PMU Applications for Distribution Networks (DN)
This project aims at exploiting the applications of Phasor Measurement Units (PMUs) in distribution networks. The integration of volatile and distributed generation (DG), the arising of dual load-generator behavior of the end users, and the presence of new technologies and services, make the distribution networks more dynamic and complex. The arising challenges in energy management and control can be addressed through the use of synchrophasor measurements and real time monitoring, state estimation and stability analysis.Copyright: © RWTH Aachen
The deployment of photovoltaic (PV) power generation in distribution has led to an exacerbation of unbalanced operating
conditions, which, in turn, has increased the challenge of operating the distribution network in Bavaria efficiently and safely. Furthermore, due to the uncertainty caused by the variability of renewable sources and to the extensive use of pseudo measurements caused by a lack of a pervasive measurement infrastructure, the dynamics and uncertainty of operation of the distribution network may not be neglected.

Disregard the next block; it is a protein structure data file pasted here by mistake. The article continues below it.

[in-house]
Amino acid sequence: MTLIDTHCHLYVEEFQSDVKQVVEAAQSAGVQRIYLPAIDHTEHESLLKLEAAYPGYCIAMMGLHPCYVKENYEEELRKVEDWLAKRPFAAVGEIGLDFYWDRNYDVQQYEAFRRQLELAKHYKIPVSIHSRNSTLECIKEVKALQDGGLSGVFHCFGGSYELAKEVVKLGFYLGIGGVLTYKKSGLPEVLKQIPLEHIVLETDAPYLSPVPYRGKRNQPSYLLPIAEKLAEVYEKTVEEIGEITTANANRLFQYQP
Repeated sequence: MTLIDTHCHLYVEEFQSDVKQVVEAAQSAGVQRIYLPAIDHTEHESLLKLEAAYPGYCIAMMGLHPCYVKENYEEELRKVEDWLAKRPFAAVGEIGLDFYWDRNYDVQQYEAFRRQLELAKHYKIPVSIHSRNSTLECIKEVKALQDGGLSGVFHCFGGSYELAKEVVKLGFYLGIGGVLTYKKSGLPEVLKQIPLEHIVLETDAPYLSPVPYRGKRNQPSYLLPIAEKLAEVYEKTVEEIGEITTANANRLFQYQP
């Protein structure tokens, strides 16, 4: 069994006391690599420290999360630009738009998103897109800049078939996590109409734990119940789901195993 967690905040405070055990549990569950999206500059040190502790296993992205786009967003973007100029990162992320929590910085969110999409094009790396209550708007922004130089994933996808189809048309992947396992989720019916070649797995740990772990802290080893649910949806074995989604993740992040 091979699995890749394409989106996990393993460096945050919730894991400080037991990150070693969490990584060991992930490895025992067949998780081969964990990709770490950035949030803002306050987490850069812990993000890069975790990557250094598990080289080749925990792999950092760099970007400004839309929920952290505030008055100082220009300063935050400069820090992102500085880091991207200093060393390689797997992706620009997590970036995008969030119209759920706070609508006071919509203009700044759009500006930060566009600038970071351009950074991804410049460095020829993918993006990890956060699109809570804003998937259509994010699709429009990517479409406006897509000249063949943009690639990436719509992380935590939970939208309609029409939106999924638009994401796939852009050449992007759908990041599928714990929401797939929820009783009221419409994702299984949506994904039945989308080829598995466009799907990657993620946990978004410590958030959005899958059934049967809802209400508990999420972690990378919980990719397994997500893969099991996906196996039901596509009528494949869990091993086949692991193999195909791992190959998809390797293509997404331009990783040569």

Situation awareness is a primary need to address all these challenges. This is achieved by determining the requirements
and characteristics of the measurement infrastructure and developing applications, in particular state estimation, that are fit for the needs and characteristics of the distribution system and exploit at best the measurement infrastructure.
Regarding the measurement infrastructure, we investigate the optimal placement of the new measuring devices (mainly PMUs) to ensure observability of the whole network and robustness to loss of instruments and communication, to minimize the uncertainty of the state estimates and the total cost. Besides the deployment of PMU and classical instrumentation, we also consider the integration of other existing information in the current network, e.g. data from smart meters (SM). In addition, different network topologies and variable operating conditions, such as uncertain behavior of load and renewable generation, over the time, are also taken into account in the optimal placement.“
Regarding distribution state estimation (DSE), we are investigating the adoption of hypothesis and simplifying assumptions,
which are different from the transmission system case, and we are developing a state estimator with a three-phase formalization to track the unbalance feature. Finally, we are looking at the real world requirements for dynamic state tracking and the sustainable ways to implement it. This aims at supporting frequency and voltage stability assessment and control.
This work is carried out in cooperation with Prof. Carlo Muscas, at the University of Cagliari, Italy.